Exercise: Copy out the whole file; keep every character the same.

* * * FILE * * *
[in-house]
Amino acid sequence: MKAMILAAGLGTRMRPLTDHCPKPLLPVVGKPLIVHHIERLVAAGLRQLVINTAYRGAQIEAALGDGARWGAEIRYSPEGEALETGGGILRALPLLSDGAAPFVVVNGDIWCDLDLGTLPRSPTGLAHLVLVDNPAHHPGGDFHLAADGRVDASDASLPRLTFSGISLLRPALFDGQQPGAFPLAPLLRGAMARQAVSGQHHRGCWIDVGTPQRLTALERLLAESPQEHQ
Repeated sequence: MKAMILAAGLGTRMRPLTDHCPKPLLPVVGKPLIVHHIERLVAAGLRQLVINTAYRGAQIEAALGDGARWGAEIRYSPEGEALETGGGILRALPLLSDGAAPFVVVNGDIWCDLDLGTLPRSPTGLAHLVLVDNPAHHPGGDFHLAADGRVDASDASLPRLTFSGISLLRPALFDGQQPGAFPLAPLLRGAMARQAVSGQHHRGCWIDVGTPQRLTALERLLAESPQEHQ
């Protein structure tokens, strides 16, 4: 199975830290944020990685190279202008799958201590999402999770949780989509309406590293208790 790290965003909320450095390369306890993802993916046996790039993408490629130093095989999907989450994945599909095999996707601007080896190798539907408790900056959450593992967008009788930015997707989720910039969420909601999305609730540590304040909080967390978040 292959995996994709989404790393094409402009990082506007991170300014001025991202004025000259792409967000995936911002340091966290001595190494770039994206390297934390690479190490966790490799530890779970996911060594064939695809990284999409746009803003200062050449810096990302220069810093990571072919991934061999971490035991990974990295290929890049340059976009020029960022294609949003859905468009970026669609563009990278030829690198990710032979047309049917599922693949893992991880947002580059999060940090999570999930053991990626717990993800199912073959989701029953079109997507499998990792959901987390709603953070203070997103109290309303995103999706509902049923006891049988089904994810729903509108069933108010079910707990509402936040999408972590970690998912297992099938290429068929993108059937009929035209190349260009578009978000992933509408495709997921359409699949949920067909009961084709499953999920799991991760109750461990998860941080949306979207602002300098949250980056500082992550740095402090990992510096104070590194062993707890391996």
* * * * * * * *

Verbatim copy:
[in-house]
Amino acid sequence: MKAMILAAGLGTRMRPLTDHCPKPLLPVVGKPLIVHHIERLVAAGLRQLVINTAYRGAQIEAALGDGARWGAEIRYSPEGEALETGGGILRALPLLSDGAAPFVVVNGDIWCDLDLGTLPRSPTGLAHLVLVDNPAHHPGGDFHLAADGRVDASDASLPRLTFSGISLLRPALFDGQQPGAFPLAPLLRGAMARQAVSGQHHRGCWIDVGTPQRLTALERLLAESPQEHQ
Repeated sequence: MKAMILAAGLGTRMRPLTDHCPKPLLPVVGKPLIVHHIERLVAAGLRQLVINTAYRGAQIEAALGDGARWGAEIRYSPEGEALETGGGILRALPLLSDGAAPFVVVNGDIWCDLDLGTLPRSPTGLAHLVLVDNPAHHPGGDFHLAADGRVDASDASLPRLTFSGISLLRPALFDGQQPGAFPLAPLLRGAMARQAVSGQHHRGCWIDVGTPQRLTALERLLAESPQEHQ
């Protein structure tokens, strides 16, 4: 199975830290944020990685190279202008799958201590999402999770949780989509309406590293208790 790290965003909320450095390369306890993802993916046996790039993408490629130093095989999907989450994945599909095999996707601007080896190798539907408790900056959450593992967008009788930015997707989720910039969420909601999305609730540590304040909080967390978040 292959995996994709989404790393094409402009990082506007991170300014001025991202004025000259792409967000995936911002340091966290001595190494770039994206390297934390690479190490966790490799530890779970996911060594064939695809990284999409746009803003200062050449810096990302220069810093990571072919991934061999971490035991990974990295290929890049340059976009020029960022294609949003859905468009970026669609563009990278030829690198990710032979047309049917599922693949893992991880947002580059999060940090999570999930053991990626717990993800199912073959989701029953079109997507499998990792959901987390709603953070203070997103109290309303995103999706509902049923006891049988089904994810729903509108069933108010079910707990509402936040999408972590970690998912297992099938290429068929993108059937009929035209190349260009578009978000992933509408495709997921359409699949949920067909009961084709499953999920799991991760109750461990998860941080949306979207602002300098949250980056500082992550740095402090990992510096104070590194062993707890391996």